Open Letter to Men
As I sat and watched the Antwan Fisher movie tears flowing from my eyes, I tried to grasp the depth of my emotions searching deep for the meaning behind what I was feeling. It’s only a movie, so why am I so affected by something that’s simply entertainment? Continue reading Open Letter
My definition of a “FATHER” Is the positive impact that the father makes in the lives of his children and that positive impact is passed on from generation to generation.
Dr. Kenneth Stephens
Hello everyone, I am new to the blogging scene.
The role of the biological father in the life of his children is just as important today as it was decades and centuries ago. When the biological father is absent it leaves a void that has to be filled. There are stepfathers, mentors, uncles and male figures that step-up and step-in to fill the void but, coming from a point of view of experience, there is still a void that a child or adult yearns for in connecting with his or her biological father.
I find myself time and time again asking the question of when did it become or seems to become easier for fathers to step-out of the lives of their child or children? Join in the discussion on absent fathers.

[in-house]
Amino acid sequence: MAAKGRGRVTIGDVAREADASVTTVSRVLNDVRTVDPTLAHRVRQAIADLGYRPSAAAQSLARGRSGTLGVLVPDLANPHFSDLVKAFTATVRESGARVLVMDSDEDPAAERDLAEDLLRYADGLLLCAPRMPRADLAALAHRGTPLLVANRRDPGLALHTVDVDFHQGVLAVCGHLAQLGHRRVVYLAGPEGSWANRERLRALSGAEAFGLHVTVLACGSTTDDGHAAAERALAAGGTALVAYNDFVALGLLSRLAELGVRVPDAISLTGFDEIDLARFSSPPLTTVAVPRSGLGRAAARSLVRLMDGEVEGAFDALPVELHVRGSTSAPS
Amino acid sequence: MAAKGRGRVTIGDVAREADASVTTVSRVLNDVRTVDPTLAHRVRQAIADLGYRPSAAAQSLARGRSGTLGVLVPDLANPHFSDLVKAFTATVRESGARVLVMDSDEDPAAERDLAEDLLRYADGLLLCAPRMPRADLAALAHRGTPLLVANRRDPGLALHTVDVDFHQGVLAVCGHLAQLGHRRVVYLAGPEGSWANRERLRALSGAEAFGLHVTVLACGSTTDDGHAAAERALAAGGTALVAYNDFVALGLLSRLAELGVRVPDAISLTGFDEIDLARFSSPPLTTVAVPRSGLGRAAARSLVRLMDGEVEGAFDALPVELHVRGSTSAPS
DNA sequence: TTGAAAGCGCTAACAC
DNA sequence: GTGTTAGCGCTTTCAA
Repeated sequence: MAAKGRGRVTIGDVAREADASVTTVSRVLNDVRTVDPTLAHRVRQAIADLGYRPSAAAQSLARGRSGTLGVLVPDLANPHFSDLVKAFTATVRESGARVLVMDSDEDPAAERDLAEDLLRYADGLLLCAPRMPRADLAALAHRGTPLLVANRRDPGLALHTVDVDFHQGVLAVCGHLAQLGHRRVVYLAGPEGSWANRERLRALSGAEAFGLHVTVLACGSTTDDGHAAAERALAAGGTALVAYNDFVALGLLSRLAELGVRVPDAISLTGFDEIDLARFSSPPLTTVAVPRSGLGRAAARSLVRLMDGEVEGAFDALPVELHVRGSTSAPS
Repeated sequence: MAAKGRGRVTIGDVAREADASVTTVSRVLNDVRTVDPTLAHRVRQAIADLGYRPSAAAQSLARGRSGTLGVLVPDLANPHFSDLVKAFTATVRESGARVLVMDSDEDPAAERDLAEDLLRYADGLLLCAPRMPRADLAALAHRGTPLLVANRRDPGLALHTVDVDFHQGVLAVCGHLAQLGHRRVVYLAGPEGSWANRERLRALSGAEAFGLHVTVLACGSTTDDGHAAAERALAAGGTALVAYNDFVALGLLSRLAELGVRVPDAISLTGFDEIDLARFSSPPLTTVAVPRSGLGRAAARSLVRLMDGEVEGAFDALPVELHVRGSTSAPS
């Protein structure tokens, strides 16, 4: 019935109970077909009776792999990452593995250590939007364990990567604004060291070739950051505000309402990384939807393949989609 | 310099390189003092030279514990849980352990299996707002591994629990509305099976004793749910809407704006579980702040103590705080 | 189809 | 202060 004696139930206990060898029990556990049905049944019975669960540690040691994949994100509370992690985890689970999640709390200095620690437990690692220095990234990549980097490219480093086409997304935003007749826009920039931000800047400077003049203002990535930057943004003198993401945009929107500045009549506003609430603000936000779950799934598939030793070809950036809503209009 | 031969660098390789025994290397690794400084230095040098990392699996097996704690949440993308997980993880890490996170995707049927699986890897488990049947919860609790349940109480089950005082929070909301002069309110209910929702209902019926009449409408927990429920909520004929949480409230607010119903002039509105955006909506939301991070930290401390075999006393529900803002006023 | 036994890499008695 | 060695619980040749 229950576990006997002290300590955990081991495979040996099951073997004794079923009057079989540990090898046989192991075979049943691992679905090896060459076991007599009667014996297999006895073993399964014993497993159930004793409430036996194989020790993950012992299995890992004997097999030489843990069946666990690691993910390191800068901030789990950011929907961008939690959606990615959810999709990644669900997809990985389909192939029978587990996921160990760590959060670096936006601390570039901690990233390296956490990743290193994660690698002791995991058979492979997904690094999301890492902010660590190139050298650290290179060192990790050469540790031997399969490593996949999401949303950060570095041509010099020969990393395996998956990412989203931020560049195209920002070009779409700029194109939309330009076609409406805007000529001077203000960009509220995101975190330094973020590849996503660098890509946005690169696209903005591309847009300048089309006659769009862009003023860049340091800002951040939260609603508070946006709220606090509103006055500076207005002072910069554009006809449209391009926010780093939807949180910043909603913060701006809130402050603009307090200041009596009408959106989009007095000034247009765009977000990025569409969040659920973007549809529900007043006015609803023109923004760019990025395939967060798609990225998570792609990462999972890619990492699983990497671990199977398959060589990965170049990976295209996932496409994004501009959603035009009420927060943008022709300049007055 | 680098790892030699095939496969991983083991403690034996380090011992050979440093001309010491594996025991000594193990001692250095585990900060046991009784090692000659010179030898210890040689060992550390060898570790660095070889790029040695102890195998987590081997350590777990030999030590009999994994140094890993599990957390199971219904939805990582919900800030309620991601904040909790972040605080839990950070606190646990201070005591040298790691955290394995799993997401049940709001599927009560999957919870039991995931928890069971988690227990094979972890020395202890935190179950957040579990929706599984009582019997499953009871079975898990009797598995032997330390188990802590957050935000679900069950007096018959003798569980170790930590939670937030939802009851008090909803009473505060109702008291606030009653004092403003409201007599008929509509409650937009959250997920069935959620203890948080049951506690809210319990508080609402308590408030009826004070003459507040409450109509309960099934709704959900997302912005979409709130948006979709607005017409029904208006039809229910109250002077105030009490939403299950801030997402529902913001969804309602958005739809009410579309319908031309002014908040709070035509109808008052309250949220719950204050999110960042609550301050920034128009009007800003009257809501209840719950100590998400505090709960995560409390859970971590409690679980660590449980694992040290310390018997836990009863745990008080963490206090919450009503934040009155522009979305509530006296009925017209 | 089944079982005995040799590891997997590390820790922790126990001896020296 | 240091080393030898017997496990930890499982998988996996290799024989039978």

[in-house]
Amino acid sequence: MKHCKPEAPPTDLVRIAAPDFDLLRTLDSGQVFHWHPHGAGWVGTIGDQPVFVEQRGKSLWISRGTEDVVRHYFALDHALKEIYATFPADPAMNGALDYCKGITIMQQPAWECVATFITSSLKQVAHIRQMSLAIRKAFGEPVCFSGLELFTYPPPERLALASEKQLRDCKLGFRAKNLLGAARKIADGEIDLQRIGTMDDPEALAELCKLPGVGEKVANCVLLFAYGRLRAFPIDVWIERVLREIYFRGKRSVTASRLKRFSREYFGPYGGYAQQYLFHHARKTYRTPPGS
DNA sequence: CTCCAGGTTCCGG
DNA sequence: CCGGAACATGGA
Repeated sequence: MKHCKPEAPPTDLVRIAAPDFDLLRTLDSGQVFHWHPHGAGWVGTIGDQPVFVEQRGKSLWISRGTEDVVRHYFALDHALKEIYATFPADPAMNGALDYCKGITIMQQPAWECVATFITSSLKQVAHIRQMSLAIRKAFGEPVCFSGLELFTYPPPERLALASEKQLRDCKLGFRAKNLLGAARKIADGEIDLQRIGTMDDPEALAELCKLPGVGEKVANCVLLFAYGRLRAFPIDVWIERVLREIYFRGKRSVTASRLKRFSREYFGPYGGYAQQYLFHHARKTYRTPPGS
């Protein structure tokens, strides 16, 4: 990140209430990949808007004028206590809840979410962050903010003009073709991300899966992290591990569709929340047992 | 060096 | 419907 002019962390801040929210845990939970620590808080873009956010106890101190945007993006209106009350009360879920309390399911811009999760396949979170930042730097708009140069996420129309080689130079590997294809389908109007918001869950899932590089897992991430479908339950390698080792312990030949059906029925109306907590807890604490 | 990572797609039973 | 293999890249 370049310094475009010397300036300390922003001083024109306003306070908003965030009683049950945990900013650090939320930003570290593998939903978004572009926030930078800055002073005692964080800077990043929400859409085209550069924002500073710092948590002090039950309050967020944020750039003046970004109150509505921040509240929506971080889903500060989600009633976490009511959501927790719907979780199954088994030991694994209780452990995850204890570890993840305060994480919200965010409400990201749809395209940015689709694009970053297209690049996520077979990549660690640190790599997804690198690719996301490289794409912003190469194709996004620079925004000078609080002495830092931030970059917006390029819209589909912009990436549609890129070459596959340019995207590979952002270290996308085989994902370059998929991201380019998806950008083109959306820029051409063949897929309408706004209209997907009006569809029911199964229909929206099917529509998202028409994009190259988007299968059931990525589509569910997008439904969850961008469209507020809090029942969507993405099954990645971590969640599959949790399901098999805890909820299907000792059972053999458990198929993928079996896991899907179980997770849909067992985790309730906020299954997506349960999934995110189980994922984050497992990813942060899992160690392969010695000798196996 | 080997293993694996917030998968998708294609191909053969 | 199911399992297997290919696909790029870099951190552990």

If you are in the Lakeland Florida area on April 25th come out and be a part of the discussion/focus groups that will be taking place to address the issues of absent fathers and they can reconnect with their child or children.
Southeastern University, College of Behavioral and Social Science, Department of Human Services is hosting a forum on April 25th entitled “Father from .M.I.A to A.I.M. which is “Missing, Invisible, and Absent to Involved. Active, Making a Difference.” Absent fathers from the home is a growing problem especially in our African American communities. How can we get fathers to reconnect with their children? The forum will focus on boys 12 years and older and the impact of an absent biological father.
The reason, I am highlighting biological father is because although I have/had a step farther growing up, I still felt/feel a void in the absence of my biological father. There is a void in that no matter how far I go and how much I accomplish there is a burning desire to connect with someone who has made it clear that they do not want a connection. I’m looking to start the conversation and a movement that will address the issue of how easy it has become for fathers to walk out of the life of their children or never engage at all. Why is it happening? How can we make a difference? “From M.I.A. to A.I.M.”
My first blog